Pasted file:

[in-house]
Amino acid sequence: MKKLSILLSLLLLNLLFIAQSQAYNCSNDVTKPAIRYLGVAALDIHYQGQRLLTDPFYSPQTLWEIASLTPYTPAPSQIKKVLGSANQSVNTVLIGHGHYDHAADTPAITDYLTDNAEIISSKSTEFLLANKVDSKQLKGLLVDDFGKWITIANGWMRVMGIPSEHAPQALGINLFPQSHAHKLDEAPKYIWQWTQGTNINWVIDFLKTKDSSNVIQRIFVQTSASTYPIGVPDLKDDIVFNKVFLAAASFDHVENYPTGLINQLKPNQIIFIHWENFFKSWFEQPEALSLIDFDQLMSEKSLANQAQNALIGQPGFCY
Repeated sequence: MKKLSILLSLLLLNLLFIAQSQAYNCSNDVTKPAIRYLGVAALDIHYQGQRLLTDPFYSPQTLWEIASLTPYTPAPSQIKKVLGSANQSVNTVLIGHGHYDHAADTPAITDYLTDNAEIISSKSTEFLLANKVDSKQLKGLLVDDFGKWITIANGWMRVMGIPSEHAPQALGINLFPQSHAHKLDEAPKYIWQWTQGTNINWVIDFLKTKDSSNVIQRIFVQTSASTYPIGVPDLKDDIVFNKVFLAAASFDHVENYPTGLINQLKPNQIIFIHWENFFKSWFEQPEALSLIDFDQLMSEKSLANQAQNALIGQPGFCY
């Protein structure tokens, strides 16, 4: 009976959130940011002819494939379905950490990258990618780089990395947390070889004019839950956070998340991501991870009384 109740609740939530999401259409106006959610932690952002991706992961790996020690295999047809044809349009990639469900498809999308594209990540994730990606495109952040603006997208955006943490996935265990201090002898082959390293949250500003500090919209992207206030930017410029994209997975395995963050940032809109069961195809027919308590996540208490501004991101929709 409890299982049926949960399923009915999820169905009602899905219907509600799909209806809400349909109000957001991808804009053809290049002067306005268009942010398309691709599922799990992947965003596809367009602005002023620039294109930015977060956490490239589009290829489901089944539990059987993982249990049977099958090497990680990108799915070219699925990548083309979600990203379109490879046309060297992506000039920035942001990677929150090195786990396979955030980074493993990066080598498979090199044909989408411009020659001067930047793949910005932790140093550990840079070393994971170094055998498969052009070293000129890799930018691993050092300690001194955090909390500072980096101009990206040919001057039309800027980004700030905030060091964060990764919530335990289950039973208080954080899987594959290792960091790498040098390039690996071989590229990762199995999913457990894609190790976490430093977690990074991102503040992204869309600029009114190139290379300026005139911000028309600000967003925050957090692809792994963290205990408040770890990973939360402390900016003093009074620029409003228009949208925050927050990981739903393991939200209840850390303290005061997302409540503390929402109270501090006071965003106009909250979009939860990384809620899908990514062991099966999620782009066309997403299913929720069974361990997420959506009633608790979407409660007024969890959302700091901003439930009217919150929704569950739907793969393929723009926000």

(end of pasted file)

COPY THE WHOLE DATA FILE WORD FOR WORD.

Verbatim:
[in-house]
Amino acid sequence: MKKLSILLSLLLLNLLFIAQSQAYNCSNDVTKPAIRYLGVAALDIHYQGQRLLTDPFYSPQTLWEIASLTPYTPAPSQIKKVLGSANQSVNTVLIGHGHYDHAADTPAITDYLTDNAEIISSKSTEFLLANKVDSKQLKGLLVDDFGKWITIANGWMRVMGIPSEHAPQALGINLFPQSHAHKLDEAPKYIWQWTQGTNINWVIDFLKTKDSSNVIQRIFVQTSASTYPIGVPDLKDDIVFNKVFLAAASFDHVENYPTGLINQLKPNQIIFIHWENFFKSWFEQPEALSLIDFDQLMSEKSLANQAQNALIGQPGFCY
Repeated sequence: MKKLSILLSLLLLNLLFIAQSQAYNCSNDVTKPAIRYLGVAALDIHYQGQRLLTDPFYSPQTLWEIASLTPYTPAPSQIKKVLGSANQSVNTVLIGHGHYDHAADTPAITDYLTDNAEIISSKSTEFLLANKVDSKQLKGLLVDDFGKWITIANGWMRVMGIPSEHAPQALGINLFPQSHAHKLDEAPKYIWQWTQGTNINWVIDFLKTKDSSNVIQRIFVQTSASTYPIGVPDLKDDIVFNKVFLAAASFDHVENYPTGLINQLKPNQIIFIHWENFFKSWFEQPEALSLIDFDQLMSEKSLANQAQNALIGQPGFCY
């Protein structure tokens, strides 16, 4: 009976959130940011002819494939379905950490990258990618780089990395947390070889004019839950956070998340991501991870009384 109740609740939530999401259409106006959610932690952002991706992961790996020690295999047809044809349009990639469900498809999308594209990540994730990606495109952040603006997208955006943490996935265990201090002898082959390293949250500003500090919209992207206030930017410029994209997975395995963050940032809109069961195809027919308590996540208490501004991101929709 409890299982049926949960399923009915999820169905009602899905219907509600799909209806809400349909109000957001991808804009053809290049002067306005268009942010398309691709599922799990992947965003596809367009602005002023620039294109930015977060956490490239589009290829489901089944539990059987993982249990049977099958090497990680990108799915070219699925990548083309979600990203379109490879046309060297992506000039920035942001990677929150090195786990396979955030980074493993990066080598498979090199044909989408411009020659001067930047793949910005932790140093550990840079070393994971170094055998498969052009070293000129890799930018691993050092300690001194955090909390500072980096101009990206040919001057039309800027980004700030905030060091964060990764919530335990289950039973208080954080899987594959290792960091790498040098390039690996071989590229990762199995999913457990894609190790976490430093977690990074991102503040992204869309600029009114190139290379300026005139911000028309600000967003925050957090692809792994963290205990408040770890990973939360402390900016003093009074620029409003228009949208925050927050990981739903393991939200209840850390303290005061997302409540503390929402109270501090006071965003106009909250979009939860990384809620899908990514062991099966999620782009066309997403299913929720069974361990997420959506009633608790979407409660007024969890959302700091901003439930009217919150929704569950739907793969393929723009926000």